Friday, April 3, 2020

Media Release re COVI-19 and asylum seekers in immigration detention

3 April 2020

COVID-19: Government must act to avoid a catastrophe in immigration detention

The Chair of public interest think-tank Australia21, Mr Paul Barratt AO, today called upon the Federal Government to act as a matter of urgency to enable all people in immigration detention to behave in accordance with the physical distancing guidelines which have been introduced to limit the spread of the highly infectious and potentially lethal new coronavirus COVID-19.

“The Commonwealth Government, with the support of the States and Territories, has issued enforceable physical distancing guidelines considered necessary to help manage the threat to public health posed by COVID-19”, Mr Barratt said. “As a humanitarian matter, and in conformity with its obligations under international law, the Commonwealth has a duty to ensure that refugees detained under its authority, whether in Australia, PNG or Nauru, are able to practice the required distancing. This is not only a humanitarian issue, it is also a public health issue. Any cluster of people not practicing the required distancing represents a threat to the health of all, via cross-infection of each other and infection of those with whom they come into contact.”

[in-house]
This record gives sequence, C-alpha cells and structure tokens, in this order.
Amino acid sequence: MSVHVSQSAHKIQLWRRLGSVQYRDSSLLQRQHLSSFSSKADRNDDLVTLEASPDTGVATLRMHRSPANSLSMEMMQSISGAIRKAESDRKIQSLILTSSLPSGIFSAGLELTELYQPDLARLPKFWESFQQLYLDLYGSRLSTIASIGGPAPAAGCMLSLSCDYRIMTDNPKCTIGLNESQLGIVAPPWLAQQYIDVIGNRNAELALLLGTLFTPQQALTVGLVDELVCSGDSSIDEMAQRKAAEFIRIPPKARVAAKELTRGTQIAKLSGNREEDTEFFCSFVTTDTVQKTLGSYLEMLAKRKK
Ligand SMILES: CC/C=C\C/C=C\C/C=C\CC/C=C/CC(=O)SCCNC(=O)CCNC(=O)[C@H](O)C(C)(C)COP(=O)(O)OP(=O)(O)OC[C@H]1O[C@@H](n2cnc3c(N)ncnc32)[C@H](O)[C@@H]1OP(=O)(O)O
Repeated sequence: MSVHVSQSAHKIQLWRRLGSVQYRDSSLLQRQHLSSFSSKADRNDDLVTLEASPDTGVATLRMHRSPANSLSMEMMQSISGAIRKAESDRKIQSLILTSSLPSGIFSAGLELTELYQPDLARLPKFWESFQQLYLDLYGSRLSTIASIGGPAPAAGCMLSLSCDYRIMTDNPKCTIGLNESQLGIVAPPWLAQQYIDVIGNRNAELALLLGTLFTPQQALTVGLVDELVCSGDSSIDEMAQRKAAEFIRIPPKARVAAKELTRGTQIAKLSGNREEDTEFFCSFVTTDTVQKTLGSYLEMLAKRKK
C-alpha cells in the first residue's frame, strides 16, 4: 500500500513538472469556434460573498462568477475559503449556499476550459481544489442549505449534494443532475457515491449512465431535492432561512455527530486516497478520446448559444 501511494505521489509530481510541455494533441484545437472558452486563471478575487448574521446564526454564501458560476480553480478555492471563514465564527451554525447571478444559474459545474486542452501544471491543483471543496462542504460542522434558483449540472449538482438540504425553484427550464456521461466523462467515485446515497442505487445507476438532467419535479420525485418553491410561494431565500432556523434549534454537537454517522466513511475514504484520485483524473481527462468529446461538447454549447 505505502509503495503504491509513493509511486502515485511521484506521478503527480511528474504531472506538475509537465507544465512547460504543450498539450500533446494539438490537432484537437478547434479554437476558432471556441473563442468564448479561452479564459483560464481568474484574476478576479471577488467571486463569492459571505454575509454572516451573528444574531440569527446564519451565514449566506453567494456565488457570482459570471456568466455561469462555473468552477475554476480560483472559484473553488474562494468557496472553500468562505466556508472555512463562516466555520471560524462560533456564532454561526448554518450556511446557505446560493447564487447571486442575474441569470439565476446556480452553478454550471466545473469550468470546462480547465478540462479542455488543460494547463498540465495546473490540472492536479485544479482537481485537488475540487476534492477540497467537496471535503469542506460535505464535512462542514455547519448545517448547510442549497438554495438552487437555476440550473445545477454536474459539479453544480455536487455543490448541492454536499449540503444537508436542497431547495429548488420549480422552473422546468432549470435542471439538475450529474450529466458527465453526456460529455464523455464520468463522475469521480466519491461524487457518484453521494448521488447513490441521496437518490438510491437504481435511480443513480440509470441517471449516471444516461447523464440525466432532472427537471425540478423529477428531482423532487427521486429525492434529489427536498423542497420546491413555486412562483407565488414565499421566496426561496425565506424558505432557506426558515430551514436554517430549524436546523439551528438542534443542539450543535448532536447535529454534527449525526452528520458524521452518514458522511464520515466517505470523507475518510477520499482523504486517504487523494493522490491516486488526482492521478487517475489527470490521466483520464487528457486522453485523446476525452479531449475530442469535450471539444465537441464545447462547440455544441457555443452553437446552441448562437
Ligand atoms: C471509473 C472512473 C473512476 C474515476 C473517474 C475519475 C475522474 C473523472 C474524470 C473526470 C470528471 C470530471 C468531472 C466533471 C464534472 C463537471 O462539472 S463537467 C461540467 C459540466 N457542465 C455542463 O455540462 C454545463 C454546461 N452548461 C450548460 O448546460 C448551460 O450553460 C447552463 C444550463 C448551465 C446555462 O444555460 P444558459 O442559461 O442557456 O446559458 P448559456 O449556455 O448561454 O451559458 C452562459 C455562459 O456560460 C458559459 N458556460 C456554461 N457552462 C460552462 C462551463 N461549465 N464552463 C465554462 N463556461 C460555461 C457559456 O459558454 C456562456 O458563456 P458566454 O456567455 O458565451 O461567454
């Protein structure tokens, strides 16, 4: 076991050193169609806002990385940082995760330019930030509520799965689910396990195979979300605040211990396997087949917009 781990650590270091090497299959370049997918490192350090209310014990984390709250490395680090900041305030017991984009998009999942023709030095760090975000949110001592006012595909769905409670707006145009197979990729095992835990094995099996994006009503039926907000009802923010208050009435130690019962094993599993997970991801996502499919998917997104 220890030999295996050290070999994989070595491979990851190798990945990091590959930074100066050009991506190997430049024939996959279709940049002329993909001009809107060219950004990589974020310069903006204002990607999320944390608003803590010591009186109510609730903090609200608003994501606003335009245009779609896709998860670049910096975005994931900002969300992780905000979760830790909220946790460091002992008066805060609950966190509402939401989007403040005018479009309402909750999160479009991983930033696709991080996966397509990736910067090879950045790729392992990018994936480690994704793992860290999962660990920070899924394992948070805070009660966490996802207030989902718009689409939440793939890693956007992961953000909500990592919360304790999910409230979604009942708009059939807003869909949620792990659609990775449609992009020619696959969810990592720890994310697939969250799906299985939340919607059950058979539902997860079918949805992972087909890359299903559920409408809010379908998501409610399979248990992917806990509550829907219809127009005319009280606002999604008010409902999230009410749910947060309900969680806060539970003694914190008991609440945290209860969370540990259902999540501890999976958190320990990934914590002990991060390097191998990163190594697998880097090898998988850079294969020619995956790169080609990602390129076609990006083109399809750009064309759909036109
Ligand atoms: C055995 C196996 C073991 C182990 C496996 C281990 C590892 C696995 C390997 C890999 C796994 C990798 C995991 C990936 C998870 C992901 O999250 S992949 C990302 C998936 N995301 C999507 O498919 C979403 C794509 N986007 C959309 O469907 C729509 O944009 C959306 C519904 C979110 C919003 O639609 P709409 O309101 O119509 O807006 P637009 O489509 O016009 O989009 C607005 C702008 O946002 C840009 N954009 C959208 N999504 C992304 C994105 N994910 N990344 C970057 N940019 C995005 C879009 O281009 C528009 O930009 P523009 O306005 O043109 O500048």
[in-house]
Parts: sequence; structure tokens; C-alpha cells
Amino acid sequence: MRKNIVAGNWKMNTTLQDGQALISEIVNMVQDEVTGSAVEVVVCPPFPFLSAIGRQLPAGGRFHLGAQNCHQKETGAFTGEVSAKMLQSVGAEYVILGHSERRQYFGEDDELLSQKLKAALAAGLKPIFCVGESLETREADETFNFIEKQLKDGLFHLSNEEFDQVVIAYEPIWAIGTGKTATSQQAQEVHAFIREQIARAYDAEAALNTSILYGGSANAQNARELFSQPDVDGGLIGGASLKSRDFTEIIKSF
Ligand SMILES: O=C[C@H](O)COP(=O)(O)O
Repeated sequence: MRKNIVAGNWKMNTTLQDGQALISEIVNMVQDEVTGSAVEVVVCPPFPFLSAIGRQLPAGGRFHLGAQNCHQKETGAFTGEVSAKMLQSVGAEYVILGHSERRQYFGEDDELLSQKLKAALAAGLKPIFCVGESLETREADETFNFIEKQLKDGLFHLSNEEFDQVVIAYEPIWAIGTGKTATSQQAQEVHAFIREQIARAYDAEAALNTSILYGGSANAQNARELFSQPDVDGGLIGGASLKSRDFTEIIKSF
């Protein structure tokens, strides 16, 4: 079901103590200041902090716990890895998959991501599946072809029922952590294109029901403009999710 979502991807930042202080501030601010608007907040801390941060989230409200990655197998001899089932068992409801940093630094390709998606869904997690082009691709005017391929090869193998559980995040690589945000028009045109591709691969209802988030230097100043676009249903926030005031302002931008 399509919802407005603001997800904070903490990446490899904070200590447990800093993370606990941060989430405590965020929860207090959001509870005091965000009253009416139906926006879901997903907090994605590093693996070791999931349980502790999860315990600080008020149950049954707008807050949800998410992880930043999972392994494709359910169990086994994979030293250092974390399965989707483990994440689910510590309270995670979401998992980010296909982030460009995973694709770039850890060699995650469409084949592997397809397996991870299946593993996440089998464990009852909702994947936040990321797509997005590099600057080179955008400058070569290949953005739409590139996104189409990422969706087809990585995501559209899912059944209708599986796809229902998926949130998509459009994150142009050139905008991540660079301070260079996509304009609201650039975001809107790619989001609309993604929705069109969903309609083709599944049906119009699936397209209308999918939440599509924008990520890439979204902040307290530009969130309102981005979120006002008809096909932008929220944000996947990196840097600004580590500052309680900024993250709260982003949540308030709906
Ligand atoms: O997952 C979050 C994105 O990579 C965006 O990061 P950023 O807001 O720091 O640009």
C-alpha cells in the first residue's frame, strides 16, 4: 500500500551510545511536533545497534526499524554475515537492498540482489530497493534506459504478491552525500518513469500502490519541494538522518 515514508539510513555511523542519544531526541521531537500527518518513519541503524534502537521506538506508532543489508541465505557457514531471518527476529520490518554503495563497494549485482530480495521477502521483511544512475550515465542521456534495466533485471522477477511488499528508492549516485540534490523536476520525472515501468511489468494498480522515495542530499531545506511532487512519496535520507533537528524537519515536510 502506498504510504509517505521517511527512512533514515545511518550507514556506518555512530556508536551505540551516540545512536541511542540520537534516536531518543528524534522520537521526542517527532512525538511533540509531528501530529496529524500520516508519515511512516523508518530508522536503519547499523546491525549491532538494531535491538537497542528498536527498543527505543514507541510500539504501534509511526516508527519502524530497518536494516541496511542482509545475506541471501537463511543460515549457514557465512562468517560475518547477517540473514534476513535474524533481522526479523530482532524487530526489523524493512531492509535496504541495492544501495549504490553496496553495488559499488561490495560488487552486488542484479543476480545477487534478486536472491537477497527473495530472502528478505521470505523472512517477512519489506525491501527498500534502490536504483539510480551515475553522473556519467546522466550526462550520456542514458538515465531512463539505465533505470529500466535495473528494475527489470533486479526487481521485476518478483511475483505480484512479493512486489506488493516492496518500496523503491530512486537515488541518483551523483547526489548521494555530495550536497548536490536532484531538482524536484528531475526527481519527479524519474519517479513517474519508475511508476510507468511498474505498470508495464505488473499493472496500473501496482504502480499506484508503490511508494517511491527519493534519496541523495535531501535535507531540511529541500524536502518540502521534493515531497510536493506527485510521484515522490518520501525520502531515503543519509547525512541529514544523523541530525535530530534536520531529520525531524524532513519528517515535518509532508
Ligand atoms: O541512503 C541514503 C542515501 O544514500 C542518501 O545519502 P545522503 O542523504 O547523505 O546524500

“This process would be greatly facilitated if the Government were to respond to this new situation by resolving all outstanding claims as soon as practicable and resettling all refugees in Australia, regardless of their date or mode of arrival.”

Mr Barratt said that Australia21’s position is supported by a large body of its research:

·       Our work on empathy and compassion reveals how a nation's spirit  and resilience can be influenced positively by the way it treats its most vulnerable members
·       Our work on resilience indicates that consistent narratives are a key component of a nation's ability to cope with shocks and allowing people in our care to suffer will undermine our national narrative of being a caring nation of people who care for all who are disadvantaged or downtrodden.
·       Our work on resilience also indicates that, apart from the humanitarian aspects of how we treat asylum seekers, allowing discontent to build among these people and their supporters could undermine both confidence in government and ability of government to rely on the broader public to play their part on cooperative efforts to address COVID-19 challenges
·       Our work on drug reform reveals how being tough on social issues frequently causes backlashes that make the problem worse.